What’s on TV This Week: An Obama Documentary and ‘Shiva Baby’

What’s on TV This Week: An Obama Documentary and ‘Shiva Baby’
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What’s on TV This Week: An Obama Documentary and ‘Shiva Baby’

What’s on TV This Week: An Obama Documentary and ‘Shiva Baby’

Between network, cable and streaming, the modern television landscape is vast. Here are some of the shows, specials and movies that will air on TV this week, August 2-8. Details and times are subject to change.

BABY SHIVA (2021) 9:55 p.m. on HBO. A funeral gathering becomes a pressure cooker in “Shiva Baby”, a claustrophobic comedy by Emma Seligman that mixes sexual tension, chatter and pickled fish. Rachel Sennott plays Danielle, a college student who visits a family friend’s shiva with her parents (played by Fred Melamed and Polly Draper). Danielle finds more than heartbreak in it: apparently bereaved include both her sugar daddy (Danny Deferrari) and his ex-girlfriend (Molly Gordon). The result, Jason Bailey wrote in his review for The New York Times, is a comedy “as tense as any thriller.” It’s rare, Bailey added, for a film to “simultaneously balance such divergent tones, intermix big laughs with heart-wrenching unease, but Seligman does.”

Point of View: PIER KIDS (2019) 10 p.m. on PBS (check local listings). Filmmaker Elegance Bratton follows three queer and transgender New Yorkers of color who frequent the Christopher Street Piers in Manhattan in this documentary. Shot over a five-year span, “Pier Kids” is informed by Bratton’s own life experience – as a teenager, he was kicked out of his mother’s house for his sexuality. He found solace in the community that formed on the docks and that he documents in this film. “Home is where you are most deeply understood,” Bratton said in an interview with The Times in 2018, “and Christopher Street Pier is my home.”

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OBAMA: PURSUING A MORE PERFECT UNION 9 p.m. on HBO. Director Peter Kunhardt, whose work includes Martin Luther King Jr.’s documentary “King in the Wilderness,” delves into the life and legacy of President Barack Obama in this three-part documentary series. Interview subjects include Rep. John Lewis, speechwriter and podcast host Jon Favreau, New York writer Jelani Cobb and former White House senior adviser Valerie Jarrett. The first part of the series, which airs Tuesday night, covers Obama’s youth; the second two episodes will air simultaneously on Wednesday and Thursday.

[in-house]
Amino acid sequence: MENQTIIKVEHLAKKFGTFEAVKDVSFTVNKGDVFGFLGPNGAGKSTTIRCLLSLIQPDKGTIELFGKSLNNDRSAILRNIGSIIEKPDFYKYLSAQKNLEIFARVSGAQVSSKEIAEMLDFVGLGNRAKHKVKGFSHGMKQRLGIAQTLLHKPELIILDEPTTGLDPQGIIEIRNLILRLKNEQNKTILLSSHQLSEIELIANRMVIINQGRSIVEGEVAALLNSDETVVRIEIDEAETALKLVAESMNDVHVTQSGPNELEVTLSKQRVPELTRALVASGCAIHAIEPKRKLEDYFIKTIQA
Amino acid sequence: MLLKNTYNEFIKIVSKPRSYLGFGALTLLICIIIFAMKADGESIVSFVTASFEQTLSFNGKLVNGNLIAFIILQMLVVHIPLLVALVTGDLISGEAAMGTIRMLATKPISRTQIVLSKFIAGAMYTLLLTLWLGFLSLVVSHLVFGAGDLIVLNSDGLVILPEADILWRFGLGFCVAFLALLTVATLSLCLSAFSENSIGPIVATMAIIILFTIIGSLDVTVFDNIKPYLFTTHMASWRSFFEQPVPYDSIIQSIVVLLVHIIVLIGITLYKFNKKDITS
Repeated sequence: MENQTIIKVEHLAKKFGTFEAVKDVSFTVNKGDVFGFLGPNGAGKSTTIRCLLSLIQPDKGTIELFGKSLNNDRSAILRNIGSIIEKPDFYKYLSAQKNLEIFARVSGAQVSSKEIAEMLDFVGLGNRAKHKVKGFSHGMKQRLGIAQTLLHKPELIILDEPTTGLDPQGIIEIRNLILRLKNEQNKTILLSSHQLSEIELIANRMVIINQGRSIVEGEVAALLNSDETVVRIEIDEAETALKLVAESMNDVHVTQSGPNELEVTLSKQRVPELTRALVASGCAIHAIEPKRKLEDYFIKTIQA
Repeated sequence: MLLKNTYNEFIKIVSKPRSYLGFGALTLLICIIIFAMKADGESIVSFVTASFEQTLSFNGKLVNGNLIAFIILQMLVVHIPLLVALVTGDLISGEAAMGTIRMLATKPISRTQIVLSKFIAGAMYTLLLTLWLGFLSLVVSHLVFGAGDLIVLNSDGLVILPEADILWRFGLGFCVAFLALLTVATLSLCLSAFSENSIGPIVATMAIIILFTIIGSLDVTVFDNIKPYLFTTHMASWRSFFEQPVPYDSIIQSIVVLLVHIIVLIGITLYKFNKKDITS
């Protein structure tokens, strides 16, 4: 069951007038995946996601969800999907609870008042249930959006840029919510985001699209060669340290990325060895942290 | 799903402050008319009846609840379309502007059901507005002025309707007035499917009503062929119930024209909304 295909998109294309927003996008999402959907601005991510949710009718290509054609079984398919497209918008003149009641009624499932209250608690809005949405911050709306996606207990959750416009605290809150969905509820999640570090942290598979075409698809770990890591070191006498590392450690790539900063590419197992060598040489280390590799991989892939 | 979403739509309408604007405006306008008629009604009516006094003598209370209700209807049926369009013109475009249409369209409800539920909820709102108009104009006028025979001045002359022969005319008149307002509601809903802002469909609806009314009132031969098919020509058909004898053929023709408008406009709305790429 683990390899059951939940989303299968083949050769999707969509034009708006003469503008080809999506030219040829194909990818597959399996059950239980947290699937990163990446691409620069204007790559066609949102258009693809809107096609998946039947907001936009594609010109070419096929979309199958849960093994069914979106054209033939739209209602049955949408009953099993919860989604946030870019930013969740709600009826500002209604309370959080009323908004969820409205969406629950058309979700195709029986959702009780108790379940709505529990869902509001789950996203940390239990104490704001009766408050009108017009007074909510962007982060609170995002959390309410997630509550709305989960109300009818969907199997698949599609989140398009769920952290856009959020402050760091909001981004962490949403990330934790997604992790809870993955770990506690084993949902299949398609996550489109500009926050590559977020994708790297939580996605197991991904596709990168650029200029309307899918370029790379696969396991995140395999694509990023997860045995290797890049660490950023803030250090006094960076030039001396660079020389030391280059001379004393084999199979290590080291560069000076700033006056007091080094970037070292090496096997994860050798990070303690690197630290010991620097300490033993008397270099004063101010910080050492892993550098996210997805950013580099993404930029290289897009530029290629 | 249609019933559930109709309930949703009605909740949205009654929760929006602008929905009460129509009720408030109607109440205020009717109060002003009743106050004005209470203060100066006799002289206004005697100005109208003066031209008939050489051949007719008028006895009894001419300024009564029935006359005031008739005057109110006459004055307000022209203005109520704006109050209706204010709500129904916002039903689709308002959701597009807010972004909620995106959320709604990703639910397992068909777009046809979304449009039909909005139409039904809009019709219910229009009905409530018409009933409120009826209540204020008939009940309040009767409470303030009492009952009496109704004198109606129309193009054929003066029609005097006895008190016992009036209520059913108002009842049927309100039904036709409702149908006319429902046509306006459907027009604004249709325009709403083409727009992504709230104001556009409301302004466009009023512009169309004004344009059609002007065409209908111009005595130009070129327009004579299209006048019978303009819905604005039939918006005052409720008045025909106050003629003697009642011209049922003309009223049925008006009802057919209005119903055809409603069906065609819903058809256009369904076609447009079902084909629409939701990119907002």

A MAN CALLED ADAM (1966) 6 p.m. on TCM. Sammy Davis Jr. and Cicely Tyson star in this musical drama, which tells the story of a fictional jazz player (Davis) who gets back on his feet with the help of a civil rights activist (Tyson) and his grandfather, who is played by Louis Armstrong. TCM presents this work of fiction alongside several other films starring Armstrong, including the documentary SATCHMO: THE LIFE OF LOUIS ARMSTRONG (1989), released at 8 p.m. HIGH SOCIETY (1956), which airs at midnight and places Armstrong alongside Grace Kelly, Bing Crosby and Frank Sinatra; and JAZZ ON A SUMMER DAY (1959), released at 3 p.m., a classic concert film starring in Armstrong, Mahalia Jackson and Thelonious Monk.

GET OUT (2017) 8:20 p.m. on FXM. Writer-director Jordan Peele caused a stir about a week and a half ago when he shared a poster revealing a mysterious new movie called “Nope.” This film should be released next year. In the meantime, consider revisiting “Get Out,” the movie that made Peele a horror filmmaker. Daniel Kaluuya plays Chris, a black photographer whose journey to meet the family of his white girlfriend, Rose (Allison Williams), turns into both an entertaining horror show and an allegory about racist violence. He’s an “incredibly smart and scary freakout,” Manohla Dargis wrote in her review for The Times.

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FALL (2020) 6 p.m. on Showtime. Viggo Mortensen probed his own memories of caring for family members with dementia in “Falling,” his debut as a writer-director. Mortensen acts here, too: he plays John, a middle-aged man whose sharp, sectarian father, Willis (Lance Henriksen), is in cognitive decline. Willis travels to live temporarily with John, Eric, John’s husband (Terry Chen) and Monica, the couple’s daughter (Gabby Velis). The experience is sometimes warm, sometimes burning. “Some scenes scratch your senses like sandpaper, while others are so tender they are almost unsettling,” wrote Jeannette Catsoulis in her review for The Times. Henriksen, she continued, is “the incendiary heart of a film that ultimately turns out to be more involving – and rather more complicated – than we would expect.”

JAWS (1975) 9:15 p.m. on AMC. When that original “Jaws” movie came out in 1975, Times critic Vincent Canby called it “a loud, busy movie that’s less on your mind than any kid on a beach could have.” Of course, it was a success. “Jaws” helped define the era of blockbusters, alongside the “Star Wars” films including THE EMPIRE STRIKES BACK (1980), which will be broadcast at 8:30 p.m. on TNT. Steven Spielberg and George Lucas, the figureheads of these two franchises, then collaborated on the film Indiana Jones THE RAIDERS OF THE LOST ARK (1981), which coincidentally will air at 5:50 p.m. on Paramount Network.

UFO 9 p.m. on Showtime. About a month after a Pentagon report sparked renewed interest in the subject of unidentified aerial phenomena, Showtime will launch this four-part documentary series about our long-standing fascination with potential alien sightings and the state of conversations on this topic. Fittingly, the show’s executive producers include director JJ Abrams (“Star Wars” and “Star Trek”).

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